I was thinking about tools this morning. If you go into one of the large warehouse stores like Home Depot or Lowe’s you can be overwhelmed by the number of tools you see. There is a tool for every job you can imagine. As you go up and down the aisles and you see these wonderful objects, most of them shiny, your imagination takes hold and you begin to drool. “If I only had one of these”, you say to yourself, “I could do the job so much better and faster.” You reach for that sleek ergonomically perfect beauty and your fate is sealed. You are going to buy that beautiful tool because it makes so much sense to do so and take it home to do that one job and then put it in the drawer where it will stay for the next forty years. That’s what tools do to us.
The Industrial Revolution has been a tribute to the resourcefulness of man. Machines were invented to make work easier and to multiply the amount of work that a person can do. Naturally, new tools had to be invented to manufacture these machines and maintain them. It was an exponential explosion that created more gadgets and tools than any of the pioneering inventors could have ever dreamed. If you are a real “handyman” type, we might go out into your garage and find a roll-away toolbox full of hand tools, an air compressor, an arc welder, a paint spray booth, an electronic stud finder, and enough gadgets and tools to fill a catalog.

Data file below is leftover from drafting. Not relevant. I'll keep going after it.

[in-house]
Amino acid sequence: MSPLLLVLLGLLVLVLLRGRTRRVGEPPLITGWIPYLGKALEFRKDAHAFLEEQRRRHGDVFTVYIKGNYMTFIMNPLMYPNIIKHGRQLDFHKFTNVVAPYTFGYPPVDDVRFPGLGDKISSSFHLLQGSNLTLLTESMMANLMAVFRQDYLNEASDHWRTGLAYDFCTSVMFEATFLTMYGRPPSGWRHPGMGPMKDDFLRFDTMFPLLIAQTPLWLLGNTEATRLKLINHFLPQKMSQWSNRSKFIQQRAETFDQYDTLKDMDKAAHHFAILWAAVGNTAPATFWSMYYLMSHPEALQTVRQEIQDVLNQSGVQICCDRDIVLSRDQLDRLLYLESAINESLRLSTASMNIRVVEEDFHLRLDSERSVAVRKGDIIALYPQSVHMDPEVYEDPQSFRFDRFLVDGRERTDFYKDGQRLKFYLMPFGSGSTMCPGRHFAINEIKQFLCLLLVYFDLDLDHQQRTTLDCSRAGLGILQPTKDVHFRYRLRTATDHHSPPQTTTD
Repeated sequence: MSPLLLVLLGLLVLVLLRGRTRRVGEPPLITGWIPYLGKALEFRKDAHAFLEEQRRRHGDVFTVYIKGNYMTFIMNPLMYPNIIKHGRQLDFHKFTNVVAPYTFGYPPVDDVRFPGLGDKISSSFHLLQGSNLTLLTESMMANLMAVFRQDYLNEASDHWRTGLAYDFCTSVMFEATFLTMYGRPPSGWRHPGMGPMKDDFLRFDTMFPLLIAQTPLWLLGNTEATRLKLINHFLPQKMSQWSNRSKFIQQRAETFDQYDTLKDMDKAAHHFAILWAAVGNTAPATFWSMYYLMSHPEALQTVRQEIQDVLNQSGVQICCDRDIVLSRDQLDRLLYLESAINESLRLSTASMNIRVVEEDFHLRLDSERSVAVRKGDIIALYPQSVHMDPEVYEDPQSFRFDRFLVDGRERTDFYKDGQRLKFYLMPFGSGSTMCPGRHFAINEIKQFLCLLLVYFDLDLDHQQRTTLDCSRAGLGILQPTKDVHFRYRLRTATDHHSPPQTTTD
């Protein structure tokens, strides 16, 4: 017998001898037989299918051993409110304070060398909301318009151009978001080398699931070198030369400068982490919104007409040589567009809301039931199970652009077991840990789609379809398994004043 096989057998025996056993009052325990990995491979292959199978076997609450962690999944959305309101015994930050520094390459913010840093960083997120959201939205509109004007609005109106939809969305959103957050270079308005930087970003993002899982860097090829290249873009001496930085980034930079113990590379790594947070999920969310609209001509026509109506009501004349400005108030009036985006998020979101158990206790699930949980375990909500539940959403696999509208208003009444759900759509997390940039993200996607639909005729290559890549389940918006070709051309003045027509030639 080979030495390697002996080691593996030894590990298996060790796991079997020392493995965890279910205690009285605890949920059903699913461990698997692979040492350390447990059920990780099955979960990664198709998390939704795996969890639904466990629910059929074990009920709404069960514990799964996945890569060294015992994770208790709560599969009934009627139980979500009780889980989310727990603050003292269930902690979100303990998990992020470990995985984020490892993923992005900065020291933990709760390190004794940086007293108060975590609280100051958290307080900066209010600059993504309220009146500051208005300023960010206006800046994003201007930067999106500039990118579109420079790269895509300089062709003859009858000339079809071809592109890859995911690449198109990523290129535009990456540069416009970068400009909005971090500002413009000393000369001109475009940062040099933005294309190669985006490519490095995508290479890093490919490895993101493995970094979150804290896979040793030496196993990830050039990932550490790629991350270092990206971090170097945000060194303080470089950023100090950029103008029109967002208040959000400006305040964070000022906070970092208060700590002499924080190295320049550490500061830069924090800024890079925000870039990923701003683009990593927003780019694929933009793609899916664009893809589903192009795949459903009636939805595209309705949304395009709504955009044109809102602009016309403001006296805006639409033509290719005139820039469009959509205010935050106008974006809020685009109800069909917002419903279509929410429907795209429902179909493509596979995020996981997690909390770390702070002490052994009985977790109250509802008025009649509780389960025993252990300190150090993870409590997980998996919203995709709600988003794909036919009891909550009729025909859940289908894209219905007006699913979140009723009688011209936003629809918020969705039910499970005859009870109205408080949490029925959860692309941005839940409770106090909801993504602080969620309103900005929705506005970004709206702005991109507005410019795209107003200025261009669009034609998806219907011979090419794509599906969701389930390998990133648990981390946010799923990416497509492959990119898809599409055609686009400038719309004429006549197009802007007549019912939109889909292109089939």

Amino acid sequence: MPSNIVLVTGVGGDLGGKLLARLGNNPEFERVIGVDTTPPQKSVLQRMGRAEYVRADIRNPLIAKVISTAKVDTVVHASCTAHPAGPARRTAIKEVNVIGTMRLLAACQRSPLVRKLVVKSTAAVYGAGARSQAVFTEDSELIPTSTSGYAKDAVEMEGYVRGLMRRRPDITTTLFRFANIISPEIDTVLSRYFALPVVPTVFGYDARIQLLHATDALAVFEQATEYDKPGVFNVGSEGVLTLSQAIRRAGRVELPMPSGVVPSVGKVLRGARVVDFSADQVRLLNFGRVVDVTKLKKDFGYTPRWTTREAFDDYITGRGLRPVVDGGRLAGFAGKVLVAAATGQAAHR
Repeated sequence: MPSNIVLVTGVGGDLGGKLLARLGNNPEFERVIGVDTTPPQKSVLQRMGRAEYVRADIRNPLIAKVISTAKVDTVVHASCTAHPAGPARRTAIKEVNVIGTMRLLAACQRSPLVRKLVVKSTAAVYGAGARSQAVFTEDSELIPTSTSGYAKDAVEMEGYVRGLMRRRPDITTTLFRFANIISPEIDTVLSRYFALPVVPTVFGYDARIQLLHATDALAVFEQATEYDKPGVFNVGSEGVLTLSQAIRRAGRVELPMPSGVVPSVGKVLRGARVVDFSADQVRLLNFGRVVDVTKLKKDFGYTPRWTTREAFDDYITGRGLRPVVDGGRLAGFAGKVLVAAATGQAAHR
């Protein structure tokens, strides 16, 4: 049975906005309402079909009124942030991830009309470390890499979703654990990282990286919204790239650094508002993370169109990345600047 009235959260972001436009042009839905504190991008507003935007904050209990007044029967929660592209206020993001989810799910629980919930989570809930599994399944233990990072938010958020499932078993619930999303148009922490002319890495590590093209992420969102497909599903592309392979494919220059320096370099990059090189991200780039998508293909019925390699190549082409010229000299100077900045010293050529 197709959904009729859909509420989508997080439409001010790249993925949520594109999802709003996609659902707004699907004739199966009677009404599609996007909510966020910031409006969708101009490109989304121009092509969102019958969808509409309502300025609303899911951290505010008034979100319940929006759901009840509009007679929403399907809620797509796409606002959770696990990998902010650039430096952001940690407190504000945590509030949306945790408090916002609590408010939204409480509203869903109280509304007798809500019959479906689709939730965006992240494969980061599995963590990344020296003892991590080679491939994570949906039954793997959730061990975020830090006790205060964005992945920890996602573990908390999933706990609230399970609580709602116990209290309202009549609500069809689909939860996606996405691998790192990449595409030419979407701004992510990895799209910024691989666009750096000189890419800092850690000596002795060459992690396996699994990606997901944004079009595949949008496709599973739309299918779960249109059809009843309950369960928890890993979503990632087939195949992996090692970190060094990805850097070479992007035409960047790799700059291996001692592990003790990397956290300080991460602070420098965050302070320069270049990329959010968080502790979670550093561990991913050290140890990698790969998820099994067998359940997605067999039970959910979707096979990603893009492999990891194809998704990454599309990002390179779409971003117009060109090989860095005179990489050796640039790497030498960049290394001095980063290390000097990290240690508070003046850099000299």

While thinking of these tools, I was letting my mind roam the aisles of Home Depot. The high turn-over stuff and the big-money items are located closer to the entrance or the center of the store. As you get farther away from the action, you get to the more mundane items like brooms and shovels and hand trucks and dollies. As I look at the dollies in my minds-eye I am reminded of the unit I have in my garage. It looks like a regular dolly but if you pull a pin and remove the handle, you can then insert the handle in a position that makes the dolly into a 4-wheel hand truck. I love it! As I get older and less well-balanced when carrying heavy stuff, I appreciate this feature more.
Thinking about dollies, leads me off on another tangent. Have you ever seen a stair-climbing dolly? I was introduced to this marvel of the material handling world back in the 1970’s or 80’s. I was Manufacturing Manager of a company that was moving to a new building. One morning, I was at the new place checking our progress as the equipment was brought in and set up. I was standing on the loading dock when the truck from the vending machine company drove up. The vending machines were scheduled to be installed in the lunch room that day so I was happy to see a number of machines on the truck. I was concerned to see only one man on the truck because the lunch room was on the second floor and I didn’t want anyone to get hurt trying to wrestle those machines up the stairs. Also, my men were all busy and I didn’t want to use my manpower to move the vending company’s machines.